which each has a voice and proportionate responsibility. The self-govern- 
ment of the Fraternity House tends to develop in members self-restraint 
and regard for the rights of others. 

Saturday-night smokers, to which alumni members and candidates 
being "rushed" for the Fraternity are invited, are frequent in the autumn 
and early winter. Occassionally the Fraternity blossoms forth with a 
banquet. Both are successful events of their kind. 



49098 



Page Twenty-Five 



C. L. HARM LlitfARY 

ATLANTIC CHRISTVrtN COLLEGE 

WILSON, NORTH CAROLINA 



Hit B* 1 ■ ^S HE?" 3" wFi* B 






v* s )^i^\# 




JT ».;;*€, *^>:W? 


». . « . . ,'' v '-';''■ 



iFocthall ®?am 



Reading left to right the men are: back row, Barnhill, Cherry, An- 
derson, Banks, Isler, Bailey, Merritt, Denby, and Anthony, Coach. Sec- 
ond row, Meekins, Bryant, Fulghum, Hawkins, Wiggins, Bass, Forrest, 
Brinkley. Front row, Hardison, Howell, Weddell, Captain Munn, Uz- 
zle, Scott and Jones. "Mutt" mascot. 

Mark Anthony, Georgia star, came to A. C. C. as coach in 1928. 
When the squad reported in September prospects seemed fairly bright, 
but right at the beginning of training a jinx "grabbed" the team and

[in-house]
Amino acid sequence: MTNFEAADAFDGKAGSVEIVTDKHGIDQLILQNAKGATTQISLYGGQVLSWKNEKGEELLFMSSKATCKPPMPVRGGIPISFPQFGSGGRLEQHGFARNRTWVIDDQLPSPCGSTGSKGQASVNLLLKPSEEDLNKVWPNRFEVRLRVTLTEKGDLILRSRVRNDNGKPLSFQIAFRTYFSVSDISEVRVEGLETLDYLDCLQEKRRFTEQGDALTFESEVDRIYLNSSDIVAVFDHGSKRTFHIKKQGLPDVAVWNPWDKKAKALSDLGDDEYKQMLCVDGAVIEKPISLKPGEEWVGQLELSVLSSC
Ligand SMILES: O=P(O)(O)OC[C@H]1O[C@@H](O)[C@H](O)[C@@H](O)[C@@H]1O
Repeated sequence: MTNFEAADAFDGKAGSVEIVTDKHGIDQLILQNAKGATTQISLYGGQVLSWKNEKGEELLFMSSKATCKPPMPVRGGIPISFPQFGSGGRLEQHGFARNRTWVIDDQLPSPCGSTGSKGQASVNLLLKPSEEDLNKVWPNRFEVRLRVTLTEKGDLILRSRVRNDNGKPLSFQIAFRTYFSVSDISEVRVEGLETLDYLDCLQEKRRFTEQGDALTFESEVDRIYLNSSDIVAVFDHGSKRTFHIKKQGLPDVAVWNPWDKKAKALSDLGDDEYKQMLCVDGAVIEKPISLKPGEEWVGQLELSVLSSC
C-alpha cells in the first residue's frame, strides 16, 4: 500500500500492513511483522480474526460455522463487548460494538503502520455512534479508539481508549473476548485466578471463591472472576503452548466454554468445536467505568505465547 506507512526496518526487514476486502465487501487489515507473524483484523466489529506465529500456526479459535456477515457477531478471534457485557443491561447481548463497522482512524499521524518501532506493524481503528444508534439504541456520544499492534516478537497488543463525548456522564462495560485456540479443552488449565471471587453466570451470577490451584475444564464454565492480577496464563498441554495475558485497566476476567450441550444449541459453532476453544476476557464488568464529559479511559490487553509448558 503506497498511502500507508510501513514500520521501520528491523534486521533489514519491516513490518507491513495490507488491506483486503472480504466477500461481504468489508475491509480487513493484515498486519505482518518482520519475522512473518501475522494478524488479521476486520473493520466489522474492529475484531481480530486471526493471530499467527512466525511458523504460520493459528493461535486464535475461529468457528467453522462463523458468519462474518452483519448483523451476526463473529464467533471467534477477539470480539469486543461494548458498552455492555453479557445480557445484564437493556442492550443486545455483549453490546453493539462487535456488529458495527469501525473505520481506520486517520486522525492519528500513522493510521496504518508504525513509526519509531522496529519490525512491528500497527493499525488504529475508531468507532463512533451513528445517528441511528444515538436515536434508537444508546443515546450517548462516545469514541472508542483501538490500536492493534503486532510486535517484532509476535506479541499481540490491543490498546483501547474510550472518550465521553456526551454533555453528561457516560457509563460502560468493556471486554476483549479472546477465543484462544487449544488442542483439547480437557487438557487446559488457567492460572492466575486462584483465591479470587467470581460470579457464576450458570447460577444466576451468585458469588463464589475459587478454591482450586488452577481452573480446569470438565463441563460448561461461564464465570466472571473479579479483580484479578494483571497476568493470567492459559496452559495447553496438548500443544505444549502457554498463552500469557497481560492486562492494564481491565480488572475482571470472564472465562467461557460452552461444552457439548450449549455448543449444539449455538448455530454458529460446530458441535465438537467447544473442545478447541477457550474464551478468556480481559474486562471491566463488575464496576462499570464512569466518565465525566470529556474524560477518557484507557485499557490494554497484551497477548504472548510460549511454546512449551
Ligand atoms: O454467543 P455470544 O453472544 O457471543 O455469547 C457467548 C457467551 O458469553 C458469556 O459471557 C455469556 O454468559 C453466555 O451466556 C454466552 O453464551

held it throughout the season. Many men were lost because of in- 
juries; many of the best on the squad. The injured men were: Denby, 
Fulghum, Hawkins, Bass, Howell, Weddell, and Jones. The team 
went through the season winning one game and losing seven. Two of 
the defeats were due directly to fumbles. The boys played great 
games at times, especially against Catawba and Milligan. Four of the 
squad were seniors and will be lost next year. Munn and Cherry will 
be missed especially. The team was christened "Bulldogs" after the 
season ended, and we are looking forward to a great season for the 
"Bulldogs" next year. 



Page Twenty-Six 



*„. 



1 " f 


^M^^ 






1 


•.*-cli» kC Wk«"I 


«> c v 




" JSJf.VL.^ci'.AA' 






1 . 

1 H 



laskrtball Seam 

Reading left to right. Back row, Jones, Mgr., Gillette, Wiggins, 
Bryant, Coach Anthony. Second row, Uzzle, Bailey, Banks, Bissette.